The map does not claim to represent the difference in size between the 1855 reservation and the 1863 reservation, but rather the difference between the "Ehemaliges Stammesgebiet" (Original tribal territory) and the 1863 reservation. It is of course possible that the green "original tribal territory" area and the 1855 reservation are coextensive, I have asked the image's creator about the source of the image and what exactly the green area represents.·maunus · snunɐɯ· 17:57, 1 May 2015 (UTC)
- I think you may be right that the map is almost correct for original lands. I'm looking up maps and here is what I am finding, we may want to tweak boundaries...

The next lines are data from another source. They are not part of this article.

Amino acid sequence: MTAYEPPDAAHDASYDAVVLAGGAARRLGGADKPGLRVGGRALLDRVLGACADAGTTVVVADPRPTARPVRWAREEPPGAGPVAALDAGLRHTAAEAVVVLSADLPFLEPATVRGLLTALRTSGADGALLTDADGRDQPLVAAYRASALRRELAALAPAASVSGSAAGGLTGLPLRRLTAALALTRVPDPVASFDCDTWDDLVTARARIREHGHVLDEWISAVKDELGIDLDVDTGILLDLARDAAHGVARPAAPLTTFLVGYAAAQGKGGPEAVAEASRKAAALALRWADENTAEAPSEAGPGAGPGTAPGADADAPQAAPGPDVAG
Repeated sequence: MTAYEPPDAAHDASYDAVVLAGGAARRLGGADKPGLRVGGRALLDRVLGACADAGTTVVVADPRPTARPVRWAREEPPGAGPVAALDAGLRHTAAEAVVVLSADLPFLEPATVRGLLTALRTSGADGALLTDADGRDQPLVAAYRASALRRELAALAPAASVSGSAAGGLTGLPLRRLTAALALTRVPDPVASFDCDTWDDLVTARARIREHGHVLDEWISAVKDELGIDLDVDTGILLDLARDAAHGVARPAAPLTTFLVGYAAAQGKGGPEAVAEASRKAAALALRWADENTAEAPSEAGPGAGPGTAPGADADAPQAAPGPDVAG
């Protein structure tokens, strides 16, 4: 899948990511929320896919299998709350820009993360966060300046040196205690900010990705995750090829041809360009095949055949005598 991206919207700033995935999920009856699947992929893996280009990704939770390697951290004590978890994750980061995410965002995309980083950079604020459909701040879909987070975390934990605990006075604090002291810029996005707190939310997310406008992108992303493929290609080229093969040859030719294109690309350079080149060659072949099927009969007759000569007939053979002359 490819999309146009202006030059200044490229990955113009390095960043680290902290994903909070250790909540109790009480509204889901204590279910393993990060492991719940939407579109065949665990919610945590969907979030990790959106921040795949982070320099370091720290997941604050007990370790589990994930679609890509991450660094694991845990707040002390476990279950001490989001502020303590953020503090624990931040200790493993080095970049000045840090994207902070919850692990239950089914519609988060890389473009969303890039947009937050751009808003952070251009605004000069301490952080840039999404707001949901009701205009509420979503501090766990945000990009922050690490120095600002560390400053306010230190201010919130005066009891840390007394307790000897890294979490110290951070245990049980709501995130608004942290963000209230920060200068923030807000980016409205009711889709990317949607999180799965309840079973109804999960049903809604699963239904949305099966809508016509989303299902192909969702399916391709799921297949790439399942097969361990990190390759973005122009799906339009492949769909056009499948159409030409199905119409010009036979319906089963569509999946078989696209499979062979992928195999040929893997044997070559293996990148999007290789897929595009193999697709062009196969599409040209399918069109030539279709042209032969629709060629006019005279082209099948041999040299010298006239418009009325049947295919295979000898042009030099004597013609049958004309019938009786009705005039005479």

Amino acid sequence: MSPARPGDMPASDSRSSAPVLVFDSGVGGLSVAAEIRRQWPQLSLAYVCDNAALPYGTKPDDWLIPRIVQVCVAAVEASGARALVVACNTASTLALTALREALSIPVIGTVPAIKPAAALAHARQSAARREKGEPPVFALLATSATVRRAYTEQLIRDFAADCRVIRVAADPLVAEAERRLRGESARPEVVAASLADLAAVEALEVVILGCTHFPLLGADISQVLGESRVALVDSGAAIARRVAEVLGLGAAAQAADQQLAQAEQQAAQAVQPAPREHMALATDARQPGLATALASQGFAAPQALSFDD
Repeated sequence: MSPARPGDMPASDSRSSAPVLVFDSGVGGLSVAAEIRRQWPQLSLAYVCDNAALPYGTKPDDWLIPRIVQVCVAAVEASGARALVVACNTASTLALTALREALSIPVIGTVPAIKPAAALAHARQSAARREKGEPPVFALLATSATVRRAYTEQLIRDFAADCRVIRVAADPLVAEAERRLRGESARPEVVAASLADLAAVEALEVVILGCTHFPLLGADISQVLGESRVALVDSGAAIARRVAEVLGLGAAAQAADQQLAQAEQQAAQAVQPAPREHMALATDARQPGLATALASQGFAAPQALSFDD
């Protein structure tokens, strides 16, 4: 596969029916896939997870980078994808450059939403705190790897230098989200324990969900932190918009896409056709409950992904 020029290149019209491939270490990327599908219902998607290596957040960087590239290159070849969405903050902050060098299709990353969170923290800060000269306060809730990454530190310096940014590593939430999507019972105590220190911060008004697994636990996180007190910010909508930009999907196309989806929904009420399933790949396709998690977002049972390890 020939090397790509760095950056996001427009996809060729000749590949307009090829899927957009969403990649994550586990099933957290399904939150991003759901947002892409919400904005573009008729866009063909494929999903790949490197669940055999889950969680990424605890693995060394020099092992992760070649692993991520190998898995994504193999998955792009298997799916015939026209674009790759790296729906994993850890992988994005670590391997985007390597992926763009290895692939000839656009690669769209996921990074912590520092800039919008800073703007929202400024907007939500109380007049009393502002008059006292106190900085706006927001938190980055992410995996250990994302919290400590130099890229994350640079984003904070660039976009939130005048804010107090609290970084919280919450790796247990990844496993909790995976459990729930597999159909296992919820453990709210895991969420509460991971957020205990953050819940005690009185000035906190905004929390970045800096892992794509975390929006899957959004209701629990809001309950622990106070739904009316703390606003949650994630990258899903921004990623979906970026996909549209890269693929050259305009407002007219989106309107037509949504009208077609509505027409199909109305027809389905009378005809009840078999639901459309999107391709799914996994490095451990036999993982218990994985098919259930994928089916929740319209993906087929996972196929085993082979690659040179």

- the commons map appears to have the eastern boundary correct (basicially what's now the Idaho-Montana line) but the western boundary looks like the 1855 reservation line. The present-day reservation boundaries appear correct, though.
-  Map of original boundaries, original reservation and Idaho rez boundaries (doesn't show Colville rez)
- another map and the treaty.
- Actually the green area on the map doesnt correspond to either the original lands or the 1855 land if the CRITFC map (which is much more informative than ours and apparently more accurate too) is to be trusted. We should get someone to create a similar map for this article.·maunus · snunɐɯ· 22:49, 1 May 2015 (UTC)
The comment(s) below were originally left at several discussions in past years, these subpages are now deprecated. The comments may be irrelevant or outdated; if so, please feel free to remove this section., and are posted here for posterity. Following